In fact, variety is practically the name of the game on Nikki Nack, because once again we get another cacophonous sound collage of vocals, well-textured and eclectic percussion, the subtle thrum of Nate Brenner's bass, and most notable, a selection of synths that vary from cheap mid-80s Casio lines to fuzzy chiptune. In that element, tUnE-yArDs maintains the scrappy, pieced together sound they always had, but it feels slightly better mixed on this record, especially on the slower tracks that give the bass more presence and give the songs a little more room to breathe. And while I can't say all of the synth choices work for me - the chiptune ones, in particular, really don't feel cohesive with the percussion - they do compliment the melodies fairly well, especially when they add some thicker grime to tracks like 'Stop That Man' and 'Manchild', which can cut back on some of the brazen cuteness that appears all over this album in the nursery rhyme cadences and melodic progressions.

But my issues with tUnE-yArDs have always been in lyrics and themes, so what is Garbus looking to talk about here? Well, it's a little more disjointed than on whokill, but her focus is still plainly on generally agreeable anti-consumerism, women's rights, and finding a way to stick together even as the world crumbles around us. Indeed, that sense of 'togetherness' is a running motif of the album, and my personal favourite track is 'Wait For A Minute', a song where Garbus is fighting against her own insecurities and loneliness, showing some vulnerability that really does deepen this record. Outside of that, her songs about women's issues in 'Stop That Man' and 'Manchild' do show some impressive, if bluntly presented nuance, and while it's nothing revolutionary, it's still welcome to hear. However, I'm not the biggest fan of her anti-consumerism tracts: while there is nuance in songs like 'Water Fountain' and 'Left Behind' and the satirical spoken word piece 'Why Do We Dine On The Tots?', they feel a little broadly sketched and show traces of that tonal inconsistency that peppered whokill, and while I do mostly agree with the sentiment, they didn't quite click.

And just to revisit the topic of cultural appropriation, I was both surprised and a little anxious when I saw Garbus tackling it directly in 'Real Thing', where she seems very much aware of the fact she's not the right person to utilize this sort of aesthetic and seems thus determined to viscerally point out the blatant hypocrisy in not stopping her. Now I do respect the intent and the execution is solid on this track, but at the same time, there are points that were a little questionable. Take the lyric in Sink-O, a song about the collapse of society and how will some will choose to fend for themselves above helping others, and then you get 'If I went up to your door / You wouldn't let me in / So don't say you don't judge by the colour of skin'. Or take the lyrics in 'Left Behind', 'We said we'd never let 'em take our soil'. Again, I get the sentiment behind these lyrics, but there were better ways of sympathizing with Native Americans than phrasing the lyric quite like that.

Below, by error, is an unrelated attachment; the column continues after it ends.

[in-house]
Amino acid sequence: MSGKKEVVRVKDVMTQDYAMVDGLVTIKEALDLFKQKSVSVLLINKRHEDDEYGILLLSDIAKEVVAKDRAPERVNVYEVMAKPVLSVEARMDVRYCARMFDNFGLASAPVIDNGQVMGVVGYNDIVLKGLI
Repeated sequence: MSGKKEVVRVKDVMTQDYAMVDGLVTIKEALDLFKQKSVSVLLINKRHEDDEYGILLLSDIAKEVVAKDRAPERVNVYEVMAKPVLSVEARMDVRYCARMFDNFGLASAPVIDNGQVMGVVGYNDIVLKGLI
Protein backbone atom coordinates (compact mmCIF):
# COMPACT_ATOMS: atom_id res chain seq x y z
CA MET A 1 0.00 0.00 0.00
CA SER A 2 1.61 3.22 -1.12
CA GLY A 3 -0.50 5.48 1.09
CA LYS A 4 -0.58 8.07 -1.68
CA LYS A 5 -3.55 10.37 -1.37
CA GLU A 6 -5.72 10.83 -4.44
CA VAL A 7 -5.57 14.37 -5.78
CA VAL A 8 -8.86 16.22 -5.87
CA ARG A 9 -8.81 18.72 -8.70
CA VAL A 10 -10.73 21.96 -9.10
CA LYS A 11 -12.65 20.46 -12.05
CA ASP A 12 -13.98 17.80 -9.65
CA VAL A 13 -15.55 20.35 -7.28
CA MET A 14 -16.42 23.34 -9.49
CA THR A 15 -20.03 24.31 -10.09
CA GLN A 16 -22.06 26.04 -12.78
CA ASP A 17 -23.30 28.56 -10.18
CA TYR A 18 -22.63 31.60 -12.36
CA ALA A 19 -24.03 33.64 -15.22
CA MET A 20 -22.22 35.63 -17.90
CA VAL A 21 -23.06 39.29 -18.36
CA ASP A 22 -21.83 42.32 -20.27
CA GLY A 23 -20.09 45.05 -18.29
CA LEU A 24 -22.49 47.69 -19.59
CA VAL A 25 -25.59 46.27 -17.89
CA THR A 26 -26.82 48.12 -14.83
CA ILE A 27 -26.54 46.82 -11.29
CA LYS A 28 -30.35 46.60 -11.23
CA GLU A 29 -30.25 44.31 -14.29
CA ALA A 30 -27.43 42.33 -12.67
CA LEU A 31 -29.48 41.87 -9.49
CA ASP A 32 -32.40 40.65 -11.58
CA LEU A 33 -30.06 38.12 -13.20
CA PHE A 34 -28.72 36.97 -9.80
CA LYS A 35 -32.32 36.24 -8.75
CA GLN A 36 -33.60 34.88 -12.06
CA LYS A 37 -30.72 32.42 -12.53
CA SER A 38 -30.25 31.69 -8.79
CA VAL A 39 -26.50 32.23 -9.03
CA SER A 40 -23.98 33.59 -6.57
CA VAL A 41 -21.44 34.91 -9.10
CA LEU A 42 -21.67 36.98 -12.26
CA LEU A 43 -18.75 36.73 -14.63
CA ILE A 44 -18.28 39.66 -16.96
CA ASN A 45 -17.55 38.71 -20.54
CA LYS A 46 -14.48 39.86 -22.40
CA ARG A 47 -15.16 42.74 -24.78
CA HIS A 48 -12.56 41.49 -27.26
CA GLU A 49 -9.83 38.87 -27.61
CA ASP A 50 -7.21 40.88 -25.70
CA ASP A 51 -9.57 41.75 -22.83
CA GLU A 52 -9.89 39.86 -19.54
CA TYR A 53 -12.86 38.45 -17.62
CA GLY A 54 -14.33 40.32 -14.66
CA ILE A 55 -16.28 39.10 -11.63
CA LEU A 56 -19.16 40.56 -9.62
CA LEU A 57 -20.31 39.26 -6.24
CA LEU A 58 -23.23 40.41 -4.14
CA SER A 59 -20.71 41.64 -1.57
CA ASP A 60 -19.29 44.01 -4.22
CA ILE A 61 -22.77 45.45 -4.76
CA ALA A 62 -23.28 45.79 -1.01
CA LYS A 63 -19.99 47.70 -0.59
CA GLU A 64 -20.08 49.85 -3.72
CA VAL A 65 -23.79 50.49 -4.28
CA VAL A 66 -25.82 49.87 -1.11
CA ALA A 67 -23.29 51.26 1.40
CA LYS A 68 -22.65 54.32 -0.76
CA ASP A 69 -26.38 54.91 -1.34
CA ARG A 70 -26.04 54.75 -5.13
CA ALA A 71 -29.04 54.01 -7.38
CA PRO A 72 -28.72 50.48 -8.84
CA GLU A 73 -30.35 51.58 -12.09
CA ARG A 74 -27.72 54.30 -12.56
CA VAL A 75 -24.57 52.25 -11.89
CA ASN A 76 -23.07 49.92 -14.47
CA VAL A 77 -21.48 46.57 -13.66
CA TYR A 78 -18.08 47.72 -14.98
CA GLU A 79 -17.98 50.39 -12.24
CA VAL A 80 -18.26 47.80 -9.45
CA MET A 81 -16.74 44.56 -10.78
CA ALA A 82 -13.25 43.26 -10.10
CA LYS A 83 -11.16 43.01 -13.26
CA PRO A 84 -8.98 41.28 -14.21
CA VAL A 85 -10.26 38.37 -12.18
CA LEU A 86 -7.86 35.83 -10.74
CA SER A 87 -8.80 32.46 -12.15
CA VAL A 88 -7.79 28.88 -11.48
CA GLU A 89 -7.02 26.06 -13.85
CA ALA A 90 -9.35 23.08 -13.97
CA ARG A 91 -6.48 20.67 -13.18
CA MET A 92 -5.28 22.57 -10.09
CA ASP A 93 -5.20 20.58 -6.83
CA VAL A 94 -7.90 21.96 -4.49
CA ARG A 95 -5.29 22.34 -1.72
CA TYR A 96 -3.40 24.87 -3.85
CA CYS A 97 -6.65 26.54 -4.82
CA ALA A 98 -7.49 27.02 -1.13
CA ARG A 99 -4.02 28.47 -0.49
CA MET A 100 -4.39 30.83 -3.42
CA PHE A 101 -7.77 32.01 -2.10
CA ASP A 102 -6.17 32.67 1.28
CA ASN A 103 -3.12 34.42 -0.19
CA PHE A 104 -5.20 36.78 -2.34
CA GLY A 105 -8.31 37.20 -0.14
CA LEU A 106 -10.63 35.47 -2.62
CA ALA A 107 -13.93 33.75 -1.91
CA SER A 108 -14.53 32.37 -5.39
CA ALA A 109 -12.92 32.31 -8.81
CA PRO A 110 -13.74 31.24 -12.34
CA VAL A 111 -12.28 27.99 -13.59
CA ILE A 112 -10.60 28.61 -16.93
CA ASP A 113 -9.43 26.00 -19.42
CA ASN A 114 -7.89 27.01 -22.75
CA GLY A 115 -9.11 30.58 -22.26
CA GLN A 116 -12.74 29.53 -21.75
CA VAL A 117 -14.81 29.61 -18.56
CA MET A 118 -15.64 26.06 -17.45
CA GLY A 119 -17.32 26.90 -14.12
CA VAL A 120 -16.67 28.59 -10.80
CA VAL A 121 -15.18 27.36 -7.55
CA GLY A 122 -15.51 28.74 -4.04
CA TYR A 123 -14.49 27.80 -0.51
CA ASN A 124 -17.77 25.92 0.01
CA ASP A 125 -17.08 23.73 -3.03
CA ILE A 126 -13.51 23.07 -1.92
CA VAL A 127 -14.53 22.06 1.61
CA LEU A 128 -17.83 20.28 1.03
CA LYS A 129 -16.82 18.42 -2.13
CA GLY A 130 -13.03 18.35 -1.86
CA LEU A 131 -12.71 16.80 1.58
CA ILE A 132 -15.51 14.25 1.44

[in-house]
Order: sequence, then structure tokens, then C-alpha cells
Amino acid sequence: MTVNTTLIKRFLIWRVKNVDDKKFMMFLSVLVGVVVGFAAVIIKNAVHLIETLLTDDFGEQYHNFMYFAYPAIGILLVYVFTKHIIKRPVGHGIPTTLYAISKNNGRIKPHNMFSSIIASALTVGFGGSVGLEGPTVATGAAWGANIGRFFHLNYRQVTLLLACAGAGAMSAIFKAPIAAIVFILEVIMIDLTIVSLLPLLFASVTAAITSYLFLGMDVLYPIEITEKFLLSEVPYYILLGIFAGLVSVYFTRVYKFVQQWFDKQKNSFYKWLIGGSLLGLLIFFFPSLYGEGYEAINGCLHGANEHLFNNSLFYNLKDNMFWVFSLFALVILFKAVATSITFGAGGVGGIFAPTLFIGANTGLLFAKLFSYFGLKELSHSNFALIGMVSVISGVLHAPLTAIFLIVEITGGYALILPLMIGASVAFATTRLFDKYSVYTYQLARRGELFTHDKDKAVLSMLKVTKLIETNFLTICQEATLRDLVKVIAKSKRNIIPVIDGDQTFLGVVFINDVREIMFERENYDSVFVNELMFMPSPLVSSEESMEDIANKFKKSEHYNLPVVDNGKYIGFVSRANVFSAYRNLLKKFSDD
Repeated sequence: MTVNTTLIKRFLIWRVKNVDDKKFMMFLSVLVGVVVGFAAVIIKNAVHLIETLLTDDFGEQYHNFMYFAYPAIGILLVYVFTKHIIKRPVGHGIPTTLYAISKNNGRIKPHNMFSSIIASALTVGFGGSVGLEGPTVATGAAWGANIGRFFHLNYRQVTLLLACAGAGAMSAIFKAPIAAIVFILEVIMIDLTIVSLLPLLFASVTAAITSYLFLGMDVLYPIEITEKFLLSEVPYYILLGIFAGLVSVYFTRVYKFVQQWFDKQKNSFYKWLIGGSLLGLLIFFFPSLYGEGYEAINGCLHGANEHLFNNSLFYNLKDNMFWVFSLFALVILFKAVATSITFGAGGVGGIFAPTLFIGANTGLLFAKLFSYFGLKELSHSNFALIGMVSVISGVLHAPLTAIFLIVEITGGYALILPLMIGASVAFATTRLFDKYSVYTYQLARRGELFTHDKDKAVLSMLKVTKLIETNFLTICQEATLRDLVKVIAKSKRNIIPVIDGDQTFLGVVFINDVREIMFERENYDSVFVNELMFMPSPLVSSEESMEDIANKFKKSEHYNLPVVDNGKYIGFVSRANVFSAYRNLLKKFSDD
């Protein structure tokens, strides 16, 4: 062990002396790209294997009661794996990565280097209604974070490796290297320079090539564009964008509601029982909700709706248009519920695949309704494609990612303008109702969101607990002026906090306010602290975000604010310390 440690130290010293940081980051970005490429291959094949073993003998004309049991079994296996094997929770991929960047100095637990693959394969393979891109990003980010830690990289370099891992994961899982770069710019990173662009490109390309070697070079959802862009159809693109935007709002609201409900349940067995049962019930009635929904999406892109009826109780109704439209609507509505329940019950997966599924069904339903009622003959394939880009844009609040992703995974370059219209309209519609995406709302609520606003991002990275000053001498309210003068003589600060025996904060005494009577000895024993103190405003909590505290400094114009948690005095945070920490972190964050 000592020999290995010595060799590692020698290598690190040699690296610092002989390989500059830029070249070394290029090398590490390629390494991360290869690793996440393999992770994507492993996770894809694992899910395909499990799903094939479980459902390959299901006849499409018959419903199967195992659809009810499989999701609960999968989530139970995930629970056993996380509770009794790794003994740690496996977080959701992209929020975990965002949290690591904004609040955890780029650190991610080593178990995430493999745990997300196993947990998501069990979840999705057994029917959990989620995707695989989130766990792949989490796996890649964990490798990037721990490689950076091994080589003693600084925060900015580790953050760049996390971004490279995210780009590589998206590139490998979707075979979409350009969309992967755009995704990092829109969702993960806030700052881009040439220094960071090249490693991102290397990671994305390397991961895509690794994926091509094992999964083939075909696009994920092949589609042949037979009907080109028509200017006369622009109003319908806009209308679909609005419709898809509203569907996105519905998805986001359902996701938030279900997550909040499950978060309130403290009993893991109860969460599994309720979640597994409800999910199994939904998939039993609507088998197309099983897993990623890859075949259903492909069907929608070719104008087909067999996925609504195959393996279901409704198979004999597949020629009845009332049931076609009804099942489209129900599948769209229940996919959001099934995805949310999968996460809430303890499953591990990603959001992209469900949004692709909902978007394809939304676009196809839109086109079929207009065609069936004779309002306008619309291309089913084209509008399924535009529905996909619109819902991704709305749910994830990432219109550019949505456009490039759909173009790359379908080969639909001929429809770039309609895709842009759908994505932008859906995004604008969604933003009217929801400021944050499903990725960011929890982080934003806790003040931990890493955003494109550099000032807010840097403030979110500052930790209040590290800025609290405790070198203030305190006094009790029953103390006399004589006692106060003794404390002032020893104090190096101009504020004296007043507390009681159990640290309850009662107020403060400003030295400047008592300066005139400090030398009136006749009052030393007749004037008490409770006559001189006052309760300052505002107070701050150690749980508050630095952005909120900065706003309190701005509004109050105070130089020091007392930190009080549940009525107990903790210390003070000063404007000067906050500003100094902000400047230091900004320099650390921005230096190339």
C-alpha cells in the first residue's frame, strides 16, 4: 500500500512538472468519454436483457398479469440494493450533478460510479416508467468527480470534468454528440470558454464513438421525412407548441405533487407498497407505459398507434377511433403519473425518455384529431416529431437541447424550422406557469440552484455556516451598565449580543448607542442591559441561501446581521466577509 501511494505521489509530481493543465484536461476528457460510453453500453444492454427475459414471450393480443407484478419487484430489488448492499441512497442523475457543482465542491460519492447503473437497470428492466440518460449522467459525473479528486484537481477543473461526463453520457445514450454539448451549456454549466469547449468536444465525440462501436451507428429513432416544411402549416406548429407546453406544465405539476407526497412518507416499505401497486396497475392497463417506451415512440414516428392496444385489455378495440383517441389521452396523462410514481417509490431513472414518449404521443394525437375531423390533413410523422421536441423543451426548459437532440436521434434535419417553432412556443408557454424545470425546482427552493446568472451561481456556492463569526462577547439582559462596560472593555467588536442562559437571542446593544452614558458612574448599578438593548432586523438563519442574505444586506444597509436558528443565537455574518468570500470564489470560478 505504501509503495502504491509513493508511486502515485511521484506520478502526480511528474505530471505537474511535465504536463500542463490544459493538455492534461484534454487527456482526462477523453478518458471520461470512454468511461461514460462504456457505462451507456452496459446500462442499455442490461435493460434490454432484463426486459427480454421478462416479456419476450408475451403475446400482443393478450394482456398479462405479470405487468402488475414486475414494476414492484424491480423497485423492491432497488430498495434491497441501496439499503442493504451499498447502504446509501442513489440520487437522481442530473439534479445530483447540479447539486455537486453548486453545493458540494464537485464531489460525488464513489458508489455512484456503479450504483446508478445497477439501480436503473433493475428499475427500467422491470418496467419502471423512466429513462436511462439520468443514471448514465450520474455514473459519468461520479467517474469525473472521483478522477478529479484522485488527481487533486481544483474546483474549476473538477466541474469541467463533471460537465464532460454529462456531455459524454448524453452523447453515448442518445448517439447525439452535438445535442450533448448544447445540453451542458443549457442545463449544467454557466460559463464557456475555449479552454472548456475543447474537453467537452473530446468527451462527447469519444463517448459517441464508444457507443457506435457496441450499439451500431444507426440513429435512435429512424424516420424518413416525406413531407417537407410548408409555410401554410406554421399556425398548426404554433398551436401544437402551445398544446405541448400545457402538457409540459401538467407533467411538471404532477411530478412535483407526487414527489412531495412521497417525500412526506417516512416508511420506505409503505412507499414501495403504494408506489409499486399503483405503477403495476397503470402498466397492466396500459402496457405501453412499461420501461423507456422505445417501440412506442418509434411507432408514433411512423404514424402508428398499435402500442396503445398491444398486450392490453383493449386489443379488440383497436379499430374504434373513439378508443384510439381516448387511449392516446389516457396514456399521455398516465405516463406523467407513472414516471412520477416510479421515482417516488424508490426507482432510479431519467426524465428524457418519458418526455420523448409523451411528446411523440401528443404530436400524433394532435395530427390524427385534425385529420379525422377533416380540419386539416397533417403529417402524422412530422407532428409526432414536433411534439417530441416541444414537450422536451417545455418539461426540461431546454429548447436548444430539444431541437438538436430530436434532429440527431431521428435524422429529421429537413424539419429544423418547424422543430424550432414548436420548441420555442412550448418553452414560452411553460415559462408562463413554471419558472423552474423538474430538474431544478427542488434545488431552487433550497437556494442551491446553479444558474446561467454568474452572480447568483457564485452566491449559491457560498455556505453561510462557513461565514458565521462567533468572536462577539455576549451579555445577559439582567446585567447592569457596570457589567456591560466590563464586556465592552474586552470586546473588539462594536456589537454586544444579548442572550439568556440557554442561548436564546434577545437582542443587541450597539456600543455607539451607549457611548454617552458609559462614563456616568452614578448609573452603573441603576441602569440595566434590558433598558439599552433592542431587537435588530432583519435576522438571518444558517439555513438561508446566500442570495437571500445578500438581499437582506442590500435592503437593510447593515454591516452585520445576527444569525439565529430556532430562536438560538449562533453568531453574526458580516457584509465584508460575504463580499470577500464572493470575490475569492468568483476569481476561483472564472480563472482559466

But all in all, there are pieces of this album I genuinely do like, the slower moments in particular. It's certainly unique: you're not going to hear a record like tUnE-yArDs's Nikki Nack any time this year, but at the same time some of the garish, clattering, shouty moments of this album do grate on my patience. It reminds me of that friend you all make in college, the one who always seems to run on limitless energy pursuing a dozen or more social justice causes with passion and fervor and while you admire her energy and can even be sucked into it on occasion, it definitely gets tiresome to be around that friend for too long. And that's how I feel about this album, so with the acknowledgement that it isn't quite for me, I'm giving it a 7/10 and a recommendation. Social justice albums are rarely this simultaneously eclectic and cohesive, so on that note alone, Nikki Nack by tUnE-yArDs is definitely worth a look.